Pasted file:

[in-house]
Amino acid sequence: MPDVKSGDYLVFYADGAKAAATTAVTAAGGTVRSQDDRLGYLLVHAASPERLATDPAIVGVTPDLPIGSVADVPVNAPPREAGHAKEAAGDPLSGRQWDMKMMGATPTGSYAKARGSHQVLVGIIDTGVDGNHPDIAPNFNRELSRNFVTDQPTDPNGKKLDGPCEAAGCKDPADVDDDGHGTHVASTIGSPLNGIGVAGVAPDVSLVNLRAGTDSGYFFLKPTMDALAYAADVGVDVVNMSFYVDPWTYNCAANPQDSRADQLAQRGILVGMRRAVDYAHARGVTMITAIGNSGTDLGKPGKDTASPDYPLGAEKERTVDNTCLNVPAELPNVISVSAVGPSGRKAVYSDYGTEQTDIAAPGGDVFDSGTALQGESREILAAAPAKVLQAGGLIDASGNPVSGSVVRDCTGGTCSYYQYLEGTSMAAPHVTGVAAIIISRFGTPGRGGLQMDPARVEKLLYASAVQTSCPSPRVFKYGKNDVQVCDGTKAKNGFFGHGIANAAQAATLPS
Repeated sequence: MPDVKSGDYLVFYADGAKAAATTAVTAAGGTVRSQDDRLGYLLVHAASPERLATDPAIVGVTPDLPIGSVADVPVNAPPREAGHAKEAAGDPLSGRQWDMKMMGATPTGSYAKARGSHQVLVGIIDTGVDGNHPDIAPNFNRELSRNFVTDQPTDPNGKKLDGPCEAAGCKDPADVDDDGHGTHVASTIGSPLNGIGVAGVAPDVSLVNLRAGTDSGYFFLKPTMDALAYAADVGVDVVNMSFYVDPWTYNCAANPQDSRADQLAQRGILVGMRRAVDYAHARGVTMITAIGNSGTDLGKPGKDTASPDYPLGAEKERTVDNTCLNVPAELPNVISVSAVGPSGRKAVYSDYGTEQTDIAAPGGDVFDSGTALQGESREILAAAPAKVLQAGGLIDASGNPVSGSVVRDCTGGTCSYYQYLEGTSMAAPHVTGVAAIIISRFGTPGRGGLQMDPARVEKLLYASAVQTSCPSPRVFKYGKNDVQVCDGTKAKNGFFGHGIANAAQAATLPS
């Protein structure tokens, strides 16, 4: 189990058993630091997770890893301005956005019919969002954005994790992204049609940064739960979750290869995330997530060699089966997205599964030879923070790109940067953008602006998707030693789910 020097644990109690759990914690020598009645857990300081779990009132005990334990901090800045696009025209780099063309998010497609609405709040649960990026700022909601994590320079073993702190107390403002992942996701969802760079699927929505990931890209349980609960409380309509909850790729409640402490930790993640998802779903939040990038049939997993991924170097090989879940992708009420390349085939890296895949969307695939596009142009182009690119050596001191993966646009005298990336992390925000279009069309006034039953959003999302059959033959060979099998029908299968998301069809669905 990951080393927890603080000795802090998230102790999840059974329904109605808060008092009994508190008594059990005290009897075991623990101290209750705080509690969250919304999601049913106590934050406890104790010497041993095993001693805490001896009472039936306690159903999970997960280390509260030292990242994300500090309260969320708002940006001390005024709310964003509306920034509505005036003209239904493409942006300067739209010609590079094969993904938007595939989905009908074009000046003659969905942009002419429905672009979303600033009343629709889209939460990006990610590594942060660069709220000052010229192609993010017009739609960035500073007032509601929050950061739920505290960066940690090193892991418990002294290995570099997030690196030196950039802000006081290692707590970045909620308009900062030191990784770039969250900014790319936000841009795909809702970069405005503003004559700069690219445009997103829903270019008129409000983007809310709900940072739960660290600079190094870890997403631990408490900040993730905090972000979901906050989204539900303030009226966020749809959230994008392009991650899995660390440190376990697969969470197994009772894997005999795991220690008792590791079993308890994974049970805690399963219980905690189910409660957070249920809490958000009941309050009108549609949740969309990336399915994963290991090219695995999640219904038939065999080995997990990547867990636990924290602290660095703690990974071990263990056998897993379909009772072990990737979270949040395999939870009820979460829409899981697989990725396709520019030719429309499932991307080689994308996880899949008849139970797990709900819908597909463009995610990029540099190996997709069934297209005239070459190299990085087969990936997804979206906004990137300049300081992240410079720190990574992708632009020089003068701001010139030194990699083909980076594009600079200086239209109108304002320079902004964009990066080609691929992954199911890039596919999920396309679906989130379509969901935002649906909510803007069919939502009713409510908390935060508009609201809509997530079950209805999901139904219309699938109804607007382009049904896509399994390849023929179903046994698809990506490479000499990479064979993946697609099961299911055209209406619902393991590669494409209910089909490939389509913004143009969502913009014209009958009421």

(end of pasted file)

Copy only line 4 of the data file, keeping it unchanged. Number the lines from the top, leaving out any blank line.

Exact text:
């Protein structure tokens, strides 16, 4: 189990058993630091997770890893301005956005019919969002954005994790992204049609940064739960979750290869995330997530060699089966997205599964030879923070790109940067953008602006998707030693789910 020097644990109690759990914690020598009645857990300081779990009132005990334990901090800045696009025209780099063309998010497609609405709040649960990026700022909601994590320079073993702190107390403002992942996701969802760079699927929505990931890209349980609960409380309509909850790729409640402490930790993640998802779903939040990038049939997993991924170097090989879940992708009420390349085939890296895949969307695939596009142009182009690119050596001191993966646009005298990336992390925000279009069309006034039953959003999302059959033959060979099998029908299968998301069809669905 990951080393927890603080000795802090998230102790999840059974329904109605808060008092009994508190008594059990005290009897075991623990101290209750705080509690969250919304999601049913106590934050406890104790010497041993095993001693805490001896009472039936306690159903999970997960280390509260030292990242994300500090309260969320708002940006001390005024709310964003509306920034509505005036003209239904493409942006300067739209010609590079094969993904938007595939989905009908074009000046003659969905942009002419429905672009979303600033009343629709889209939460990006990610590594942060660069709220000052010229192609993010017009739609960035500073007032509601929050950061739920505290960066940690090193892991418990002294290995570099997030690196030196950039802000006081290692707590970045909620308009900062030191990784770039969250900014790319936000841009795909809702970069405005503003004559700069690219445009997103829903270019008129409000983007809310709900940072739960660290600079190094870890997403631990408490900040993730905090972000979901906050989204539900303030009226966020749809959230994008392009991650899995660390440190376990697969969470197994009772894997005999795991220690008792590791079993308890994974049970805690399963219980905690189910409660957070249920809490958000009941309050009108549609949740969309990336399915994963290991090219695995999640219904038939065999080995997990990547867990636990924290602290660095703690990974071990263990056998897993379909009772072990990737979270949040395999939870009820979460829409899981697989990725396709520019030719429309499932991307080689994308996880899949008849139970797990709900819908597909463009995610990029540099190996997709069934297209005239070459190299990085087969990936997804979206906004990137300049300081992240410079720190990574992708632009020089003068701001010139030194990699083909980076594009600079200086239209109108304002320079902004964009990066080609691929992954199911890039596919999920396309679906989130379509969901935002649906909510803007069919939502009713409510908390935060508009609201809509997530079950209805999901139904219309699938109804607007382009049904896509399994390849023929179903046994698809990506490479000499990479064979993946697609099961299911055209209406619902393991590669494409209910089909490939389509913004143009969502913009014209009958009421």